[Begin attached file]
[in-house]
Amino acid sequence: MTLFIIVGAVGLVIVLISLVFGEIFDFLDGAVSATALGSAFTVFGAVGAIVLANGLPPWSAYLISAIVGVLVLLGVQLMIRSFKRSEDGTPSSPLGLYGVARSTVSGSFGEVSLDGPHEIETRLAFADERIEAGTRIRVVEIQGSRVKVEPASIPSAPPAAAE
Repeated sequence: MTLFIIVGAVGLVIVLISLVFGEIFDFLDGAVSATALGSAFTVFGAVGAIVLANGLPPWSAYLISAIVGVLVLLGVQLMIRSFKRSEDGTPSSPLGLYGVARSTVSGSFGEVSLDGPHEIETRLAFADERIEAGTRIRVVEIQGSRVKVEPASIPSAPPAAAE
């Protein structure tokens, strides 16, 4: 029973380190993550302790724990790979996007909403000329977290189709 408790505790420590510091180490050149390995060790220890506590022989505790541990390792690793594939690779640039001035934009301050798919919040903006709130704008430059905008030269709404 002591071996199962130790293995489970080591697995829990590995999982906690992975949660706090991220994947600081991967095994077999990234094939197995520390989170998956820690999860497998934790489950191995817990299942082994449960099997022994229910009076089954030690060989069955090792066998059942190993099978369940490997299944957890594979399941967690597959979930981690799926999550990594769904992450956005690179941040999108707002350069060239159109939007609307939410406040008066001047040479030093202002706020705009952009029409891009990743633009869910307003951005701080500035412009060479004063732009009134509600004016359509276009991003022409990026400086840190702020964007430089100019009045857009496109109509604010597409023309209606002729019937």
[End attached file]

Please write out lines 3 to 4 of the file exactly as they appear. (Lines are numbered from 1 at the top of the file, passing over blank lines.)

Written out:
Repeated sequence: MTLFIIVGAVGLVIVLISLVFGEIFDFLDGAVSATALGSAFTVFGAVGAIVLANGLPPWSAYLISAIVGVLVLLGVQLMIRSFKRSEDGTPSSPLGLYGVARSTVSGSFGEVSLDGPHEIETRLAFADERIEAGTRIRVVEIQGSRVKVEPASIPSAPPAAAE
């Protein structure tokens, strides 16, 4: 029973380190993550302790724990790979996007909403000329977290189709 408790505790420590510091180490050149390995060790220890506590022989505790541990390792690793594939690779640039001035934009301050798919919040903006709130704008430059905008030269709404 002591071996199962130790293995489970080591697995829990590995999982906690992975949660706090991220994947600081991967095994077999990234094939197995520390989170998956820690999860497998934790489950191995817990299942082994449960099997022994229910009076089954030690060989069955090792066998059942190993099978369940490997299944957890594979399941967690597959979930981690799926999550990594769904992450956005690179941040999108707002350069060239159109939007609307939410406040008066001047040479030093202002706020705009952009029409891009990743633009869910307003951005701080500035412009060479004063732009009134509600004016359509276009991003022409990026400086840190702020964007430089100019009045857009496109109509604010597409023309209606002729019937």